The first line of defense against emails containing embedded links, of course, is to identify links to known malicious sites and to block the emails’ delivery. Many phishing exploits attempt to hide the ultimate destination site by redirecting a clicked link through multiple hops before arriving at the malicious final stop. While some security controls can only follow redirects through one or two hops, Symantec Link Protection can follow the path through these redirects to the end destination.

How ETI Neutralizes Malicious Attachments

In practice, however, it isn’t always possible to determine with certainty whether a linked site is good or bad – many fall into a gray zone. This situation may occur, for example, with sites that initially appear safe, but become weaponized some time after the initial receipt of the phishing emails that contain their links.

To deal with these nebulous websites – and also to neutralize malicious email attachments – Symantec introduced its Email Threat Isolation (ETI) technology, an industry first. In essence, this technology virtualizes web browsers in a virtual, secure and disposable container to create a safe execution environment to run the web sessions between the user and a potentially dangerous site. The user experiences nothing different from a normal website interaction but should the site attempt to download some form of malware or exhibit other threatening indicators, the threat is contained in the isolation container and eliminated.  Similarly, suspicious attachments can be opened in an isolated container and presented in read-only mode to keep the user safe from infection.

By adding ETI to its layered phishing defenses, Symantec has been protecting users in a more effective way than was possible before. We identify 1 in 3,207 emails as a phishing attack (0.03%) and block these threats using click time protection. However, we also know that customers often receive emails that link to unknown websites – that is, sites that may be safe or dangerous.  In these instances, our isolation technology serves to de-risk this email traffic.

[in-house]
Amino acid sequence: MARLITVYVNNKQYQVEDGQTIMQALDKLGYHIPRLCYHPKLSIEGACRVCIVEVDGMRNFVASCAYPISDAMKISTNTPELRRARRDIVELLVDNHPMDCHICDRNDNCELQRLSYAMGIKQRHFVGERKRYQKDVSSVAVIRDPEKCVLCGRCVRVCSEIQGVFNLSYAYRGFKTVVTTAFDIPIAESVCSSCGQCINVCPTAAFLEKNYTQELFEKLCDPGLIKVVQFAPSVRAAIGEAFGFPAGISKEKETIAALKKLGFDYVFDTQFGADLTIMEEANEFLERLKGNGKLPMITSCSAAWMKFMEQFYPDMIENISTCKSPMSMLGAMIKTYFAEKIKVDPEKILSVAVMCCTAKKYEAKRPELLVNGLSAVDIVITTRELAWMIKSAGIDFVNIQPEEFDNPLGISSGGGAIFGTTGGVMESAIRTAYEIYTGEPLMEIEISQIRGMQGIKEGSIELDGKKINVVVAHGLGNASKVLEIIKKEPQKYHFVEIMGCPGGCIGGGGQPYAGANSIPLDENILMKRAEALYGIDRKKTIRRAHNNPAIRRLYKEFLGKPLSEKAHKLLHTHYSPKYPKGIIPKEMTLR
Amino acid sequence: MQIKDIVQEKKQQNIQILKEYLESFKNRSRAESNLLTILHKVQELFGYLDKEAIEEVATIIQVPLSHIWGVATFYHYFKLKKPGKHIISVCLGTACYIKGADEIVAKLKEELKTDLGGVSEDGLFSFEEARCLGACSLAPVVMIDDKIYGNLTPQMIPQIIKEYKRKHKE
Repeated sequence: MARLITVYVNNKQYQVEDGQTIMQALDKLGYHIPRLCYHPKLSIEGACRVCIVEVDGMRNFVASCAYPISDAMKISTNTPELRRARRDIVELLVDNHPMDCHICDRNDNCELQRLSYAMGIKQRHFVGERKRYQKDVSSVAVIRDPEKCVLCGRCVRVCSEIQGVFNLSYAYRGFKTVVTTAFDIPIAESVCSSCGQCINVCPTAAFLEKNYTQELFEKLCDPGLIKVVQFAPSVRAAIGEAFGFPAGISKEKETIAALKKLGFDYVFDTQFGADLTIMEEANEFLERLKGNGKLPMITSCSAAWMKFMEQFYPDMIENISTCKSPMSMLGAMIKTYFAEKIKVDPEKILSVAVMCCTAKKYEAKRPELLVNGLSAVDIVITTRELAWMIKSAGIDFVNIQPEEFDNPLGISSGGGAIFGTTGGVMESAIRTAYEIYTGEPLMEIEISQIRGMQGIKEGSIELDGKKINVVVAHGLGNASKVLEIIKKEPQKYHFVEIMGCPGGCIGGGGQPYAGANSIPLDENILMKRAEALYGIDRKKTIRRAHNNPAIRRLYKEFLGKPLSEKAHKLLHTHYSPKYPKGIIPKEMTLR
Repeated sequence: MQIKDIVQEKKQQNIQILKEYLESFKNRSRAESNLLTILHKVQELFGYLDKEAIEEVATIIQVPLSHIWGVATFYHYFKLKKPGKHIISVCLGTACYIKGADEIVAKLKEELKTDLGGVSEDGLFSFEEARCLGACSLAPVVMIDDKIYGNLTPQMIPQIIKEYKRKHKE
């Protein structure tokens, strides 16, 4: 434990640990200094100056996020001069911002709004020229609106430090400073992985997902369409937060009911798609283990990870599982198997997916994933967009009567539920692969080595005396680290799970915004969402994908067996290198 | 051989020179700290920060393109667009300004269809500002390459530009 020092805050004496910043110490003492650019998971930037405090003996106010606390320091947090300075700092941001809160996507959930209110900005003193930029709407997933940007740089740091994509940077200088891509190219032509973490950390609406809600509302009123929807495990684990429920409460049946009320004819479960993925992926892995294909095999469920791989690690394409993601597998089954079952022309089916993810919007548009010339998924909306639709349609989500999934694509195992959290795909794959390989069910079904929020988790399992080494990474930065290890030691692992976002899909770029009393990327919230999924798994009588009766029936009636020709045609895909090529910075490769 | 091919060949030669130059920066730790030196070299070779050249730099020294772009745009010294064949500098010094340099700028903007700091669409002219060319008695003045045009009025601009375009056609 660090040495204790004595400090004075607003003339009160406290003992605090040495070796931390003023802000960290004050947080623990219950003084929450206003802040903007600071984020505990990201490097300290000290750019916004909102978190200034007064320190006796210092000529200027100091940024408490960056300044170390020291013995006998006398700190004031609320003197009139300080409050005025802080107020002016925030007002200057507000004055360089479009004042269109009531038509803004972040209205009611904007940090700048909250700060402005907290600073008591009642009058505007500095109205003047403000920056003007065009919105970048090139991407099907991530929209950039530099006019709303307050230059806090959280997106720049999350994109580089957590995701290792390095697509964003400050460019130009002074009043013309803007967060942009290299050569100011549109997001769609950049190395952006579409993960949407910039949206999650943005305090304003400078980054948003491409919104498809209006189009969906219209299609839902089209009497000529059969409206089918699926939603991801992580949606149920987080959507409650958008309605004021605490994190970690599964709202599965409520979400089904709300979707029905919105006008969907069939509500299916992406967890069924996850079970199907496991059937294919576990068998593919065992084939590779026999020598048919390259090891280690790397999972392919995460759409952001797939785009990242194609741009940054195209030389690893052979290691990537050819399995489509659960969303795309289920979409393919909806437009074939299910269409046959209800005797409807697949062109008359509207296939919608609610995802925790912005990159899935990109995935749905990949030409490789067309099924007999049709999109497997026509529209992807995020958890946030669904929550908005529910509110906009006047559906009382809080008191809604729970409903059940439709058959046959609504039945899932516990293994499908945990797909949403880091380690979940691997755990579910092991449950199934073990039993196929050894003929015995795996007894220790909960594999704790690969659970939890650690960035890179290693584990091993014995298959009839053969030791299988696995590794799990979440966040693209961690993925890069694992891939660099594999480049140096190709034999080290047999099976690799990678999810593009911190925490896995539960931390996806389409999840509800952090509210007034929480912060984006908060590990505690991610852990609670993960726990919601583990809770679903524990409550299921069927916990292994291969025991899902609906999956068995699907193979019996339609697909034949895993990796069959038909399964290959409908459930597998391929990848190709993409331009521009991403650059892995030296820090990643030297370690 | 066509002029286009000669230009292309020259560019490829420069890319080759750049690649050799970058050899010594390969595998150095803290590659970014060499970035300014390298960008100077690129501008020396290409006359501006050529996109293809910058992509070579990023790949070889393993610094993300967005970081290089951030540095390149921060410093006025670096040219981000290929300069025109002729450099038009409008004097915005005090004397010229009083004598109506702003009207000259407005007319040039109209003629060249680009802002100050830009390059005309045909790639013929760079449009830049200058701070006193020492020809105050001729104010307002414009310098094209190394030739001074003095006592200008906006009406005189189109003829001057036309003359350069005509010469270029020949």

To deal with these nebulous websites – and also to neutralize malicious email attachments –  Symantec introduced its Email Threat Isolation (ETI) technology, an industry first.

Analysis conducted by the Symantec Technology and Response (STAR) organization shows that 7% of customers’ entire email, on average, links to such potentially risky websites.  For these “gray” websites, ETI functions as a preventative measure. With ETI, users can browse these websites with complete safety, no longer at risk from malware infection or credential theft. Therefore, ETI provides a valuable layer of protection without impacting the end user experience and is a marked improvement on just blocking access to known bad websites.

Symantec ETI is offered both within the Symantec Email solution and is also available as a standalone product that works with other vendor’s email security solutions.

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About the Author

Sunil Choudrie

Sr. Manager, Symantec’s Global Information Protection

Sunil helps organizations protect their data against insider and external threats. He holds a Mechanical Engineering degree from the University of Bath and an MBA from Henley Business School.